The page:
Winston Churchill’s parents followed a pattern of benign neglect in his early years, leaving his entire early training to his nurse, and, upon his reaching school-age, entrusted him wholly to boarding schools. Churchill, nonetheless, remained devoted to his egotistical and profligate parents throughout his life. After completing military training, he pursued a life of adventure and danger in India, Cuba, Sudan and South Africa. Just prior to the First World War, Winston Churchill entered politics, serving in several offices including First Lord of the Admiralty. Falling from political favor, he served briefly in the trenches in France with the Royal Scots Fusiliers. At the end of WWI he helped redraw the map of the Middle East.


Winston’s parents — Lord Randolph Churchill and Lady Jennie Jerome


Winston Churchill at age 7


2nd Lieutenant Winston Churchill of the 4th Queen’s Own Hussars in 1895

Churchill spent a decade in political exile, though serving as a back-bencher. Because his parents had squandered his inheritance, Churchill made his living through writing books and articles, the sum of which by the end of his life totaled fourteen, several of them multi-volume works. His magisterial The Second World War and History of the English Speaking People became instant classics. His many speeches have been compiled into collections and published as books and pamphlets.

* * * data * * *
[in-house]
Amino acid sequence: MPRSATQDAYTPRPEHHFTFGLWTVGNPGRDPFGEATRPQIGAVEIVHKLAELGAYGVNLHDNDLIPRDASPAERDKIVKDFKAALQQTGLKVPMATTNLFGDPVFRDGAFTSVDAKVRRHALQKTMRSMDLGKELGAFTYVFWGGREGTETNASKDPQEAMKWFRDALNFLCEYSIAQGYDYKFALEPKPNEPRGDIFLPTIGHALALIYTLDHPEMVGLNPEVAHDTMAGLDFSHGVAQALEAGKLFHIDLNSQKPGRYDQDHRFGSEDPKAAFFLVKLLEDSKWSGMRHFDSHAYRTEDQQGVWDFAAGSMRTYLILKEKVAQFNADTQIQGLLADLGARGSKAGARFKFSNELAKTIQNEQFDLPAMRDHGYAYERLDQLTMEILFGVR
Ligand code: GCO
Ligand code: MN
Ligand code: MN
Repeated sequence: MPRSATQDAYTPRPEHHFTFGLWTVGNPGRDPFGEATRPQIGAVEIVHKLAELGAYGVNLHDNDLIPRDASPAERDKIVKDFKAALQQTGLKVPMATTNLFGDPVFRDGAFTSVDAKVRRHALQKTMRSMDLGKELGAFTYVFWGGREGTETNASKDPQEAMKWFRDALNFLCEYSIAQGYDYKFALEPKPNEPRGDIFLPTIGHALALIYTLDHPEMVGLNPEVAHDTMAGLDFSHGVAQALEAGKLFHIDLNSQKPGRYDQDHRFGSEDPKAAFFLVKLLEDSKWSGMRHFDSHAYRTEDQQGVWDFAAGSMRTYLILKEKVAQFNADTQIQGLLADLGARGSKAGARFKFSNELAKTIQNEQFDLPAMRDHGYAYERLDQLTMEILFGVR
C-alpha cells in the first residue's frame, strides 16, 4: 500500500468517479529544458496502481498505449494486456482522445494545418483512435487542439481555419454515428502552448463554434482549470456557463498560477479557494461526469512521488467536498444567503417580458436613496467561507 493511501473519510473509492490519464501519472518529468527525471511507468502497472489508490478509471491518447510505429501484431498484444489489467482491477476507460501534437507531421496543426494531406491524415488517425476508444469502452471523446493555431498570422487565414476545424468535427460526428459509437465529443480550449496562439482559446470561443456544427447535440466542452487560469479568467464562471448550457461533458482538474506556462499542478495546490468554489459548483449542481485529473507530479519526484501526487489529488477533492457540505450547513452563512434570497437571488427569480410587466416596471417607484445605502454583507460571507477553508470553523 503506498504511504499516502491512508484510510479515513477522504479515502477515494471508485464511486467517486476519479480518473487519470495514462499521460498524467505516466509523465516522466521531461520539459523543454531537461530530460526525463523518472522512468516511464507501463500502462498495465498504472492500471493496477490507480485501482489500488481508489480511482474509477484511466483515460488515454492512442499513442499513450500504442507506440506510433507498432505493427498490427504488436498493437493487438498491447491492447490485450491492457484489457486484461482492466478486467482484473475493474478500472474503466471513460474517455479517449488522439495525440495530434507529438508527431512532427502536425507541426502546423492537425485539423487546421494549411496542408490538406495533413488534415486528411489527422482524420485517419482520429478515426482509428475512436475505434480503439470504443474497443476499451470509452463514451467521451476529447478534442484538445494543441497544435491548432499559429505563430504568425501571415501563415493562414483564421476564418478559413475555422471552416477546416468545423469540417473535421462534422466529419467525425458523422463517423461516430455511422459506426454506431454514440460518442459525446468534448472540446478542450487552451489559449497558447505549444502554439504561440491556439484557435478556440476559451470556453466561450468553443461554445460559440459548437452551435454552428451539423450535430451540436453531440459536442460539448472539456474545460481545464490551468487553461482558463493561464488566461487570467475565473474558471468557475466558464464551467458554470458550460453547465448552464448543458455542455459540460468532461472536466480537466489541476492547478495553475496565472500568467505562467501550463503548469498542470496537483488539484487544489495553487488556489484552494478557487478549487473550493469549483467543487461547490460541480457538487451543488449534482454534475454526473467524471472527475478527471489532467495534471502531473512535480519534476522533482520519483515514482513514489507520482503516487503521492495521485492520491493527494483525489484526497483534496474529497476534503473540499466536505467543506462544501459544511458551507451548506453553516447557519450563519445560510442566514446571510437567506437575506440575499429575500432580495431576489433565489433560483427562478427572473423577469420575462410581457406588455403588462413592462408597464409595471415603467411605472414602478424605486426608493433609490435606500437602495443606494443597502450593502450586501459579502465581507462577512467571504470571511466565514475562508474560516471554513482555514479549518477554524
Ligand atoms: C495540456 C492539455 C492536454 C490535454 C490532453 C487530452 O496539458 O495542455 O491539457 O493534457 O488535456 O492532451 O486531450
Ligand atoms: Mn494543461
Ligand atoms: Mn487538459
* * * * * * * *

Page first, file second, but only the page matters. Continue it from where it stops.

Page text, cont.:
Churchill on a lecture tour of the United States in 1900


Winston Churchill in 1904

On the day Hitler’s German armies invaded France and the Netherlands, Neville Chamberlain resigned as Prime Minister of England and was replaced by sixty-nine-year-old, cherubic-faced, Winston Churchill. No peaceful turn-over of power has had greater consequences. Few men in history have been faced with darker times or more daunting circumstances. Faced with a triumphant German army racing through France, with the British armies back-peddling in defeat, a cabinet and ministry that was counseling compromise and negotiation with Hitler, and with no allies on the horizon, Churchill delivered his first speech to Parliament on May 13, 1940. He noted the coming “ordeal of the most grievous kind,” and promised them he had nothing to offer them but “blood, toil, sweat, and tears.” They were thus put on notice that there would be no compromise with, or surrender to, the evil enemies of freedom — perhaps it was not the speech they were hoping for.


The Battle of Omdurman in 1898 where Churchill took part in a cavalry charge

He reiterated to the country on June 4 that:

“[W]e shall not flag or fail. We shall go on to the end, we shall fight in France, we shall fight on the seas and oceans, we shall fight with growing confidence and growing strength in the air, we shall defend our island whatever the cost may be, we shall fight on the beaches, we shall fight on the landing grounds, we shall fight in the fields and in the streets, we shall fight in the hills . . . ”


Winston Churchill in 1941

His rhetoric steeled the backbones of the English people in their darkest hour. In the end, by God’s providence, the Royal Navy and private seamen rescued their army from the beaches of Dunkirk, they sacrificed their air squadrons and won the Battle of Britain in the air, and in “God’s good time” crossed the Channel and defeated the enemy in France and Germany.


Winston Churchill giving his famous “V” sign, May 1943

After an up-and-down post-war political career, Churchill died at the age of ninety-one, in 1965, mourned by his nation and all those who understood his incredible stand that saved the Allied cause in the Second World War.